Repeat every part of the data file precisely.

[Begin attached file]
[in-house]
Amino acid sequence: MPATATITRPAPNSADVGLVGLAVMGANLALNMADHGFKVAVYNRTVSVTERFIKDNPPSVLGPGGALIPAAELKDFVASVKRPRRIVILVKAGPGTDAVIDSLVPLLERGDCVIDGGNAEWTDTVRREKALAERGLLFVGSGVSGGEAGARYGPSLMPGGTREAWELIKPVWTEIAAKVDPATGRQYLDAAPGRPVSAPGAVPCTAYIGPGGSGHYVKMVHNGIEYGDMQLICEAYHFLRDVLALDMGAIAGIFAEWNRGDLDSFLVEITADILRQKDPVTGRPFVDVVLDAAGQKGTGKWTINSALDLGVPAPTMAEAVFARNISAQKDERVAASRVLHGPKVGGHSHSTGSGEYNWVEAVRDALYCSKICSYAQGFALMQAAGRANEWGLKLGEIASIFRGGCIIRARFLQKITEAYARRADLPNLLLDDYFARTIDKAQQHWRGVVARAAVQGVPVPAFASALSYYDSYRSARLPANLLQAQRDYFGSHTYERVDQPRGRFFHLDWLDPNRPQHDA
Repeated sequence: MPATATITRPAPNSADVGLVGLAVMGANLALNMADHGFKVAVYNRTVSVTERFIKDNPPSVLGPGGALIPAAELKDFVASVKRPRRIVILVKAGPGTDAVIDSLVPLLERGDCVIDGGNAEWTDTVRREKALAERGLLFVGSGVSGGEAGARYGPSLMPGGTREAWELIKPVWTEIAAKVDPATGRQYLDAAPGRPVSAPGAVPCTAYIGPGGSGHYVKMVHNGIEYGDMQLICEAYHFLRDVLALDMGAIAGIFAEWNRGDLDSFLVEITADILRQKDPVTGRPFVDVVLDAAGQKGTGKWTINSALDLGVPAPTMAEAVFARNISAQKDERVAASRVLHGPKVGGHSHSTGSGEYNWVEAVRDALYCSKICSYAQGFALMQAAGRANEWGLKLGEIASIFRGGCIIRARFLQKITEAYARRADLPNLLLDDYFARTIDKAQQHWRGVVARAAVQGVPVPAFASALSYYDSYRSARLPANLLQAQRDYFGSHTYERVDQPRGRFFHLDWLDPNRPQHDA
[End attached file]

[in-house]
Amino acid sequence: MPATATITRPAPNSADVGLVGLAVMGANLALNMADHGFKVAVYNRTVSVTERFIKDNPPSVLGPGGALIPAAELKDFVASVKRPRRIVILVKAGPGTDAVIDSLVPLLERGDCVIDGGNAEWTDTVRREKALAERGLLFVGSGVSGGEAGARYGPSLMPGGTREAWELIKPVWTEIAAKVDPATGRQYLDAAPGRPVSAPGAVPCTAYIGPGGSGHYVKMVHNGIEYGDMQLICEAYHFLRDVLALDMGAIAGIFAEWNRGDLDSFLVEITADILRQKDPVTGRPFVDVVLDAAGQKGTGKWTINSALDLGVPAPTMAEAVFARNISAQKDERVAASRVLHGPKVGGHSHSTGSGEYNWVEAVRDALYCSKICSYAQGFALMQAAGRANEWGLKLGEIASIFRGGCIIRARFLQKITEAYARRADLPNLLLDDYFARTIDKAQQHWRGVVARAAVQGVPVPAFASALSYYDSYRSARLPANLLQAQRDYFGSHTYERVDQPRGRFFHLDWLDPNRPQHDA
Repeated sequence: MPATATITRPAPNSADVGLVGLAVMGANLALNMADHGFKVAVYNRTVSVTERFIKDNPPSVLGPGGALIPAAELKDFVASVKRPRRIVILVKAGPGTDAVIDSLVPLLERGDCVIDGGNAEWTDTVRREKALAERGLLFVGSGVSGGEAGARYGPSLMPGGTREAWELIKPVWTEIAAKVDPATGRQYLDAAPGRPVSAPGAVPCTAYIGPGGSGHYVKMVHNGIEYGDMQLICEAYHFLRDVLALDMGAIAGIFAEWNRGDLDSFLVEITADILRQKDPVTGRPFVDVVLDAAGQKGTGKWTINSALDLGVPAPTMAEAVFARNISAQKDERVAASRVLHGPKVGGHSHSTGSGEYNWVEAVRDALYCSKICSYAQGFALMQAAGRANEWGLKLGEIASIFRGGCIIRARFLQKITEAYARRADLPNLLLDDYFARTIDKAQQHWRGVVARAAVQGVPVPAFASALSYYDSYRSARLPANLLQAQRDYFGSHTYERVDQPRGRFFHLDWLDPNRPQHDA